Blogs About Reading

Shanahan on Literacy

Timothy Shanahan

Literacy expert Timothy Shanahan shares best practices for teaching reading and writing. Dr. Shanahan is an internationally recognized professor of urban education and reading researcher who has extensive experience with children in inner-city schools and children with special needs. All posts are reprinted with permission from Shanahan on Literacy.

March 28, 2020

Blast from the Past: This blog entry was first issued on June 30, 2014 and was reissued on March 28, 2020. As I re-introduce this piece, we are sheltering in place as is so much of the world. That means schools are closed in many places and teachers and parents are concerned about what is being lost from children's education.

March 23, 2020

Teacher question: I’m confused. I’ve worked with Lexiles for years and my district provided us with a chart showing the levels of books to use for each grade level. Then Common Core came along with a different chart that put different book levels with each grade level. I don’t live in a Common Core state, but I’m still not sure which chart to use. Can you help me?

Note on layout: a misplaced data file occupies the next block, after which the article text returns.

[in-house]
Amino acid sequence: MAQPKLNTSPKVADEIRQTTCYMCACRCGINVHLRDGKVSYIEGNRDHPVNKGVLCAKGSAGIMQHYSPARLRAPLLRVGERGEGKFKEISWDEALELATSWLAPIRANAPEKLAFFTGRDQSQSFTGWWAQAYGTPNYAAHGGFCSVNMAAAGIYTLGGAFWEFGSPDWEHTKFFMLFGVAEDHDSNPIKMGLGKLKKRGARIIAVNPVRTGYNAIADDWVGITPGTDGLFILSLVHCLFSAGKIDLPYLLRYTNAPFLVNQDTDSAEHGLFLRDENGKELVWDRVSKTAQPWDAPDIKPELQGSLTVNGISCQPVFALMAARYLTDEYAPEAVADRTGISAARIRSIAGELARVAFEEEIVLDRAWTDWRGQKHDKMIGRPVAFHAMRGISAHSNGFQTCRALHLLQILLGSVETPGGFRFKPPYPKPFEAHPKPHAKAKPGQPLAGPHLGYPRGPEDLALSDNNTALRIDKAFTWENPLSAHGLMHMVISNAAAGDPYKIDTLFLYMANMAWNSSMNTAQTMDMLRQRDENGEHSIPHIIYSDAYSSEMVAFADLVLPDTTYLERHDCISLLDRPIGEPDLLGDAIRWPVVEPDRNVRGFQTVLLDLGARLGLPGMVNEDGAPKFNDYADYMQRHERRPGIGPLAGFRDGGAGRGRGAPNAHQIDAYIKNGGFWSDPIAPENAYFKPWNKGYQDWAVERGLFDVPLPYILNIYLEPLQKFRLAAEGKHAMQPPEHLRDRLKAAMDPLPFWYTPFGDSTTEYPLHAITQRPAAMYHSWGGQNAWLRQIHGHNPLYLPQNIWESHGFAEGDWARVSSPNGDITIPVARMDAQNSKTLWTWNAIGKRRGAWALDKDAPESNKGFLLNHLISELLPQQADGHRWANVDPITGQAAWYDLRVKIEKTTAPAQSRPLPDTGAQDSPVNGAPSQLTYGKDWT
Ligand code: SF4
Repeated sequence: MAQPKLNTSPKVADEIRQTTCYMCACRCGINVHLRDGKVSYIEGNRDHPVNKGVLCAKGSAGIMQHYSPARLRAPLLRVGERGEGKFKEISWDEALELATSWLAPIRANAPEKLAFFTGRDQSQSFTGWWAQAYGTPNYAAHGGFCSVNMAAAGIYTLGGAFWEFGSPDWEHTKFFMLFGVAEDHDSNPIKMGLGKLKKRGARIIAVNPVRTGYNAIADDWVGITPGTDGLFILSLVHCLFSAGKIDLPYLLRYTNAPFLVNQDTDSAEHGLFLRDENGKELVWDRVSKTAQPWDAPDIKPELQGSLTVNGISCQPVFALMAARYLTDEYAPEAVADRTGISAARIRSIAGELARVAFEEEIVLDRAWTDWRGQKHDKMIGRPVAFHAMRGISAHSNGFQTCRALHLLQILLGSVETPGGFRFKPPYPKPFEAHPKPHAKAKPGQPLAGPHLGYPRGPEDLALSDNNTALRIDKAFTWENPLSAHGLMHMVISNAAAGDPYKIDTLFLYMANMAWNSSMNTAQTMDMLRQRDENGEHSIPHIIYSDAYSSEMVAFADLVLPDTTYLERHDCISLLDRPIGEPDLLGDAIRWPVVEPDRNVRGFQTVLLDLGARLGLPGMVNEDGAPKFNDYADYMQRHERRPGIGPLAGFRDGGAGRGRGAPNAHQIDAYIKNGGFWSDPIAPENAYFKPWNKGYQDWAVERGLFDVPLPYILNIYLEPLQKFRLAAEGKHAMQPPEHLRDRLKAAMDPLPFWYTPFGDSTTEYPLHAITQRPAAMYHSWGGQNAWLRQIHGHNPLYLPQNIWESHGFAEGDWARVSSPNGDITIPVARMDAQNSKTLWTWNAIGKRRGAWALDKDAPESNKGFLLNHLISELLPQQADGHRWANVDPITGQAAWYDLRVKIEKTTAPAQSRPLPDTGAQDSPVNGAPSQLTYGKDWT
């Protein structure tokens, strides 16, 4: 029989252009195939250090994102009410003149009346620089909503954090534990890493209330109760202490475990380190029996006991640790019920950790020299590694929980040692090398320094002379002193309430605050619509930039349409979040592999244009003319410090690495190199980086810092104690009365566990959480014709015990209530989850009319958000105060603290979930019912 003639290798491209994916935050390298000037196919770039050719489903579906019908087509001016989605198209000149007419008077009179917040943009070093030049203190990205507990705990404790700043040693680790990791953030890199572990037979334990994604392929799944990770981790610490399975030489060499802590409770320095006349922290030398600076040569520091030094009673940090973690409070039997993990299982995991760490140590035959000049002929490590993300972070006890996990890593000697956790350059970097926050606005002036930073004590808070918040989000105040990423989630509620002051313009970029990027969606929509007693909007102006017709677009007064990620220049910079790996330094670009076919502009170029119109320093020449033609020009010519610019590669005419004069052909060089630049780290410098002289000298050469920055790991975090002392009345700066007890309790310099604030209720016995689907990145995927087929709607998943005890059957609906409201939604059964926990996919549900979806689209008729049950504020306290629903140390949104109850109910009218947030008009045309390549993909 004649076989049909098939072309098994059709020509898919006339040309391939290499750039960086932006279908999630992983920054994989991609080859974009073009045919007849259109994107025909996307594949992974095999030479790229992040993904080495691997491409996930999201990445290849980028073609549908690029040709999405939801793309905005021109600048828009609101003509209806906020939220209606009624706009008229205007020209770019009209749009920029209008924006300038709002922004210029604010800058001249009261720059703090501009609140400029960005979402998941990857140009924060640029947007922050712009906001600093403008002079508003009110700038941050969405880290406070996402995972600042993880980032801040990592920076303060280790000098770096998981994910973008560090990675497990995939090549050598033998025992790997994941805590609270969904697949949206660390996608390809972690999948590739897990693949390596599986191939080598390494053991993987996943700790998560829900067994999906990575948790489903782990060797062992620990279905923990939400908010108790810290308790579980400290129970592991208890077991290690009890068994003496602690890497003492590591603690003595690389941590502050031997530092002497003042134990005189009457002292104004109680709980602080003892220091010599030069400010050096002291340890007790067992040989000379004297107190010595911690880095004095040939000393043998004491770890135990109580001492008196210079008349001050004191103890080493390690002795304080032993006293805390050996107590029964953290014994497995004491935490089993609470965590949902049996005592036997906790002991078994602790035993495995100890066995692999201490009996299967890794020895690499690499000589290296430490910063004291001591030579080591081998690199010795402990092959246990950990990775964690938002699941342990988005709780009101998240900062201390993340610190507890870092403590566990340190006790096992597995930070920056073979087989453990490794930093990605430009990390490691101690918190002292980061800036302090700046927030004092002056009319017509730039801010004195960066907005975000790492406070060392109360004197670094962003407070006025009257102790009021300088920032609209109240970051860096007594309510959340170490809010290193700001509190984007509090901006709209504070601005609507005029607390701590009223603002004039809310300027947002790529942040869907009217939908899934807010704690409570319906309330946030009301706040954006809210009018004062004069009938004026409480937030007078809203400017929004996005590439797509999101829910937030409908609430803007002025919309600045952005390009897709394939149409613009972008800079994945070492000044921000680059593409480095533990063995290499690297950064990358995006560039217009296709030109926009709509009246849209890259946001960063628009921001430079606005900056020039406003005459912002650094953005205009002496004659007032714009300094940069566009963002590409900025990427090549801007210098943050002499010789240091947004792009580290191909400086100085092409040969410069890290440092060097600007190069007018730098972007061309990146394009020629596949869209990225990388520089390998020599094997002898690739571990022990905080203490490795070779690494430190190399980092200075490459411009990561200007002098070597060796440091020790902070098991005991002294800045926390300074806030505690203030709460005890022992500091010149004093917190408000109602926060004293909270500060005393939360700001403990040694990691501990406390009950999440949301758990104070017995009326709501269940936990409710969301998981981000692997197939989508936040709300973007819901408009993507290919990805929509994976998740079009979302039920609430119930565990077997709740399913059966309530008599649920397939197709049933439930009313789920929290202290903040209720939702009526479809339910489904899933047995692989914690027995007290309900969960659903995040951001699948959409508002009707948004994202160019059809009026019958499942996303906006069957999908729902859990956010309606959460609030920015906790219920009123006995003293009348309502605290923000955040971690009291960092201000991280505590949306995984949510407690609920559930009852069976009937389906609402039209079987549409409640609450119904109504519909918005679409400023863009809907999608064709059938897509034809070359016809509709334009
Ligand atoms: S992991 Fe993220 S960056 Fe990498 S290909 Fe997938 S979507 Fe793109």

March 16, 2020

Teacher question: You wrote recently that it was a good idea to teach comprehension skills, but our school district says we shouldn’t, that it’s prior knowledge that matters. Do you know the baseball study? Have you read Natalie Wexler’s research? It is really difficult to trust research when everyone tells us something different.

February 24, 2020

Teacher question: Everyone says reading and writing are connected. But our school focuses on only reading. We have a reading program (we don’t have a writing program). We test the students three times a year in reading, but never in writing. Writing isn’t even on our report card, though I guess it is part of Language Arts. What should we be doing with writing?

February 17, 2020

Recently, The Washington Post published an article about the latest hostilities in the “reading wars.” I noticed it because the columnist, Jay Matthews,

February 6, 2020

Teacher question: When working with state educational standards are the expectations for the student to be able to accomplish each of the standards with grade level text. Some of us believe that if a fourth-grade student can determine the main idea in a second-grade text that the student has mastered that standard. Please help us settle this argument.

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Reading intervention specialist working one-on-one with an elementary student

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